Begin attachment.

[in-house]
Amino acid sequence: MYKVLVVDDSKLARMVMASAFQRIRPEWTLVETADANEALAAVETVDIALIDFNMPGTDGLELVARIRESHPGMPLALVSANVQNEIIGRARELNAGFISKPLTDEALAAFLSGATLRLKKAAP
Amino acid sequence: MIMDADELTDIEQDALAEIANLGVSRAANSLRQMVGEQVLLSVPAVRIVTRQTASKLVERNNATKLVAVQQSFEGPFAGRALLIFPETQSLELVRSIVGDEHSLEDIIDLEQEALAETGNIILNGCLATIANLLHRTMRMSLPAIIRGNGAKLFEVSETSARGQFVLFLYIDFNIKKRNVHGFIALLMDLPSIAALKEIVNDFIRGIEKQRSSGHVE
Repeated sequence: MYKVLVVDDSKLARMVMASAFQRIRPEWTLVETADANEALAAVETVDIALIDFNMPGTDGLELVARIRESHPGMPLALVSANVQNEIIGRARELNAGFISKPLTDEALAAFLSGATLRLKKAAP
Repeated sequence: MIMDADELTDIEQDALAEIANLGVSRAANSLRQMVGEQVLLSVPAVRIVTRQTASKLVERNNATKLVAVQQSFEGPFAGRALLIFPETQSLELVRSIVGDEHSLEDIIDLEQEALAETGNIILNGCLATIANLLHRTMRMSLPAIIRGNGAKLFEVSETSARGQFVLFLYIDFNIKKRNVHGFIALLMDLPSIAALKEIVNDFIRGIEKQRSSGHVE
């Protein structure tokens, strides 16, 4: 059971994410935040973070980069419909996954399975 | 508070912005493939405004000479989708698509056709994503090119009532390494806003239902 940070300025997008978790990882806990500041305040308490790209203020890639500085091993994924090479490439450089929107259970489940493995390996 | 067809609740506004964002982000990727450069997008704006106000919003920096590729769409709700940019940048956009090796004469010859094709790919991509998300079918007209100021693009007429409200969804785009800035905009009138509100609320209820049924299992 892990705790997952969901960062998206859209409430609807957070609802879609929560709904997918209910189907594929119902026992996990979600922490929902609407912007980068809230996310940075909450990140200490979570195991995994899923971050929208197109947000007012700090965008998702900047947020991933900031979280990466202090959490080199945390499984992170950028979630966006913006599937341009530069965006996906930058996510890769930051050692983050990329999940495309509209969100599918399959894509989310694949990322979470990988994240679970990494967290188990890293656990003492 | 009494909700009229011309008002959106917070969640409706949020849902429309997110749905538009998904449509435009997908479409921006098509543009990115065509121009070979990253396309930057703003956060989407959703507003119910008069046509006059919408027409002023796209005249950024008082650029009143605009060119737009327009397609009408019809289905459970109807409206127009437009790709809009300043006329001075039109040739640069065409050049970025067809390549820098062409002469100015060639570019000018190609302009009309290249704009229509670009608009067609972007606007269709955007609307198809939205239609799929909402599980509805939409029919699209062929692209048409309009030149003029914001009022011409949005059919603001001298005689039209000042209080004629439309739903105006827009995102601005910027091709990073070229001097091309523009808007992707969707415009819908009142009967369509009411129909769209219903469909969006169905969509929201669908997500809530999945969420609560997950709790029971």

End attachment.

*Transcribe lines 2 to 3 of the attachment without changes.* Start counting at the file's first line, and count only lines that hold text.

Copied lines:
Amino acid sequence: MYKVLVVDDSKLARMVMASAFQRIRPEWTLVETADANEALAAVETVDIALIDFNMPGTDGLELVARIRESHPGMPLALVSANVQNEIIGRARELNAGFISKPLTDEALAAFLSGATLRLKKAAP
Amino acid sequence: MIMDADELTDIEQDALAEIANLGVSRAANSLRQMVGEQVLLSVPAVRIVTRQTASKLVERNNATKLVAVQQSFEGPFAGRALLIFPETQSLELVRSIVGDEHSLEDIIDLEQEALAETGNIILNGCLATIANLLHRTMRMSLPAIIRGNGAKLFEVSETSARGQFVLFLYIDFNIKKRNVHGFIALLMDLPSIAALKEIVNDFIRGIEKQRSSGHVE